Should I be concerned about shared limits?

Since the 2014-15 school year, all of our school members have individual limits. This eliminates any concerns you may have about claims experienced by other schools diminishing the coverage available to you school. In our 10-year history, the combined claims of all members in any given year never came close to exhausting coverage. 

Is it better to be a CharterSAFE member or to be in a larger pool of mixed organizations?

The truth is that members are, by far, better off in the CharterSAFE pool, because the losses experienced by charter schools are significantly lower than losses experienced by larger pools associated with cities, counties, police departments, fire districts and school districts.
In larger pools, charter schools would be blended with non-charter school organizations and lose the benefit of the superior risk characteristics exhibited by charter schools as a group. Having a better insurance risk profile translates into lower rates and better coverage opportunities.

Some schools have been told they should not become members of CharterSAFE because of concerns about paying for claims of other member schools. If this a cause for concern?

Consider the underlying relationship between insurance companies and their customers. Policyholders (customers) pay premiums to an insurance company, from which the insurance company pays claims for all policyholders. In all insurance arrangements, the accumulated premiums paid to insurance companies by individual policyholders pay for the claims of others.

Without a doubt, you are better served participating in a specialized group that exposes its policyholders to less risk, greater stability, board representation, and ownership of the pool’s equity.

New Schools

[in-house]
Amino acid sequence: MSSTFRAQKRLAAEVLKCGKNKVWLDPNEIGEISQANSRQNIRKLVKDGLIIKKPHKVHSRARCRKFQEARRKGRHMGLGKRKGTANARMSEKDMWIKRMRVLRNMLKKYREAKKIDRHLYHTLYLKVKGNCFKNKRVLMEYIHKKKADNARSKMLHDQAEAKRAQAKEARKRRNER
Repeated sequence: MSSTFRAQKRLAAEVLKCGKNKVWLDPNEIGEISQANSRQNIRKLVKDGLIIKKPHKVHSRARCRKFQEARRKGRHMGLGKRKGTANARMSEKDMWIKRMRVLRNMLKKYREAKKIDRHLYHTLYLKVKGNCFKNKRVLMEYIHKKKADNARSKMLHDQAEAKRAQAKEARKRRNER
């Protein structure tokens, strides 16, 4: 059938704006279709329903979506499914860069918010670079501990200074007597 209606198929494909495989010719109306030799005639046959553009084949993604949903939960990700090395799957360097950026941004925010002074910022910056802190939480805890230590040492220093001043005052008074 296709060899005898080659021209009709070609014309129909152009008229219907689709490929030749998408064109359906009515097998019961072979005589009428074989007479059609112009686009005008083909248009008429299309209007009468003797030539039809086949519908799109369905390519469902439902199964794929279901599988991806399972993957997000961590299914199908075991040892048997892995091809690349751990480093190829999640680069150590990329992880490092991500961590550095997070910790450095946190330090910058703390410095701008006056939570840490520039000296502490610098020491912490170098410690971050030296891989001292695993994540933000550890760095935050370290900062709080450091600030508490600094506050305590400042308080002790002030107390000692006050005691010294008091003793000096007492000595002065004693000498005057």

New start-up schools should apply to CharterSAFE as soon as their Board of Directors is established. Unsure of the types of insurance you may need? See our guidelines for developing schools. You can download an application here. If you have questions, please email

CCS-JPA is now CharterSAFE

In 2012, the California Charter Schools Joint Powers Authority (CCS-JPA) elected to go by its branding name, CharterSAFE, to more clearly reflect its mission. Charter school members' coverage and access to services remain the same.

What is a Joint Powers Authority?

A California Joint Powers Authority (JPA)  is a government-regulated entity formed by two or more California public agencies for the mutual benefit of the agencies. As public agencies, California charter schools have come together, pooling assets to establish a broad and stable insurance program through the California Charter Schools JPA (CCS-JPA, DBA CharterSAFE). The JPA structure enables its charter school members to: 1) take advantage of volume purchasing strategies to acquire high-grade insurance coverage addressing the specific needs of charter schools, and 2) employ risk management and loss control experts to assist schools in minimizing claims.